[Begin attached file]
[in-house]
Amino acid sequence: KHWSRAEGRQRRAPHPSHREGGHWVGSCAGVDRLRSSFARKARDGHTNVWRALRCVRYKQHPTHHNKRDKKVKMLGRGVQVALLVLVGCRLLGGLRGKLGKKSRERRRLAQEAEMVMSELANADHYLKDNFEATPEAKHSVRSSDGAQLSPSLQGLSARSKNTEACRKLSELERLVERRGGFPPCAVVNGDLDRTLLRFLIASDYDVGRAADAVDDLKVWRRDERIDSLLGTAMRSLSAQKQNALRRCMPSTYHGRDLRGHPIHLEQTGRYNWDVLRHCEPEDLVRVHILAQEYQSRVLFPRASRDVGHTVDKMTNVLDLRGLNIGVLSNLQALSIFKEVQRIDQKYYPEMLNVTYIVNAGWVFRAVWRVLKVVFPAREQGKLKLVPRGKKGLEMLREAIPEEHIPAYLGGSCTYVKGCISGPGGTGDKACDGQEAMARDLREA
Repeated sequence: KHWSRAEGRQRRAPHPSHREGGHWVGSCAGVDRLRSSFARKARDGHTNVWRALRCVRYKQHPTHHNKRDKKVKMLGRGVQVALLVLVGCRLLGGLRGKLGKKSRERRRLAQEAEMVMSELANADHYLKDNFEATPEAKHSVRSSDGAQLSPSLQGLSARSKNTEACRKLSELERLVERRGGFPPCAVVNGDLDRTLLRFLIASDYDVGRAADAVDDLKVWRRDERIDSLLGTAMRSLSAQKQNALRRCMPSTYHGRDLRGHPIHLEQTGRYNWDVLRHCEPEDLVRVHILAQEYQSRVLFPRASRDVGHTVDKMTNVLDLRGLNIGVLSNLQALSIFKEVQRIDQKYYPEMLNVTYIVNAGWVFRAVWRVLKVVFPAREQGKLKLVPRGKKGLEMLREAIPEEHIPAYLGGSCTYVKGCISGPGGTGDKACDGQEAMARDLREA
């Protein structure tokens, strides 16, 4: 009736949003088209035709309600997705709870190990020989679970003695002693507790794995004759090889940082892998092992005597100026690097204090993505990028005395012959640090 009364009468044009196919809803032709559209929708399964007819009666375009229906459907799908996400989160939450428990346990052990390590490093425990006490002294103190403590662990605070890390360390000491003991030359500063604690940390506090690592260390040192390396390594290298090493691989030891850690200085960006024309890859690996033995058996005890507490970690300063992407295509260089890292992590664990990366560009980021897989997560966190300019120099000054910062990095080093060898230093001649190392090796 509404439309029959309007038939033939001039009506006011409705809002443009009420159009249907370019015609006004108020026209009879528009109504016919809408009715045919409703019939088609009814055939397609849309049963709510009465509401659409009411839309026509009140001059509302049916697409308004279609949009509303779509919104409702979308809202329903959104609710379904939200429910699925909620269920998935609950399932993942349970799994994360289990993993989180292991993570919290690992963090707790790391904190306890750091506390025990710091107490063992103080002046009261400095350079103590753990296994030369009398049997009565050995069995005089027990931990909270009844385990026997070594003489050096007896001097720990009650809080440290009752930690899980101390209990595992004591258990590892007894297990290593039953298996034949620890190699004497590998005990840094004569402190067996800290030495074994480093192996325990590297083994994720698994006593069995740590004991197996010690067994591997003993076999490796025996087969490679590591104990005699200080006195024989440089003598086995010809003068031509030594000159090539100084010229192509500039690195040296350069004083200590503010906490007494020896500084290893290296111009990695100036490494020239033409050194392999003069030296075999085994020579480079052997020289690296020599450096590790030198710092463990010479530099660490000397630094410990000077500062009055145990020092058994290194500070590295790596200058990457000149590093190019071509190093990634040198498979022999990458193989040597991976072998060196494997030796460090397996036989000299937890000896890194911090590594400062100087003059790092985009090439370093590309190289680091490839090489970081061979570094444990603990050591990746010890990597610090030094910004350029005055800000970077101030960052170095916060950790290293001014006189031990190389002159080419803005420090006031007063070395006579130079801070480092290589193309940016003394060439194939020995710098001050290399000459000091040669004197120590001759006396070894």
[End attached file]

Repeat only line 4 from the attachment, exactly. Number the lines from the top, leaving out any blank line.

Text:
């Protein structure tokens, strides 16, 4: 009736949003088209035709309600997705709870190990020989679970003695002693507790794995004759090889940082892998092992005597100026690097204090993505990028005395012959640090 009364009468044009196919809803032709559209929708399964007819009666375009229906459907799908996400989160939450428990346990052990390590490093425990006490002294103190403590662990605070890390360390000491003991030359500063604690940390506090690592260390040192390396390594290298090493691989030891850690200085960006024309890859690996033995058996005890507490970690300063992407295509260089890292992590664990990366560009980021897989997560966190300019120099000054910062990095080093060898230093001649190392090796 509404439309029959309007038939033939001039009506006011409705809002443009009420159009249907370019015609006004108020026209009879528009109504016919809408009715045919409703019939088609009814055939397609849309049963709510009465509401659409009411839309026509009140001059509302049916697409308004279609949009509303779509919104409702979308809202329903959104609710379904939200429910699925909620269920998935609950399932993942349970799994994360289990993993989180292991993570919290690992963090707790790391904190306890750091506390025990710091107490063992103080002046009261400095350079103590753990296994030369009398049997009565050995069995005089027990931990909270009844385990026997070594003489050096007896001097720990009650809080440290009752930690899980101390209990595992004591258990590892007894297990290593039953298996034949620890190699004497590998005990840094004569402190067996800290030495074994480093192996325990590297083994994720698994006593069995740590004991197996010690067994591997003993076999490796025996087969490679590591104990005699200080006195024989440089003598086995010809003068031509030594000159090539100084010229192509500039690195040296350069004083200590503010906490007494020896500084290893290296111009990695100036490494020239033409050194392999003069030296075999085994020579480079052997020289690296020599450096590790030198710092463990010479530099660490000397630094410990000077500062009055145990020092058994290194500070590295790596200058990457000149590093190019071509190093990634040198498979022999990458193989040597991976072998060196494997030796460090397996036989000299937890000896890194911090590594400062100087003059790092985009090439370093590309190289680091490839090489970081061979570094444990603990050591990746010890990597610090030094910004350029005055800000970077101030960052170095916060950790290293001014006189031990190389002159080419803005420090006031007063070395006579130079801070480092290589193309940016003394060439194939020995710098001050290399000459000091040669004197120590001759006396070894």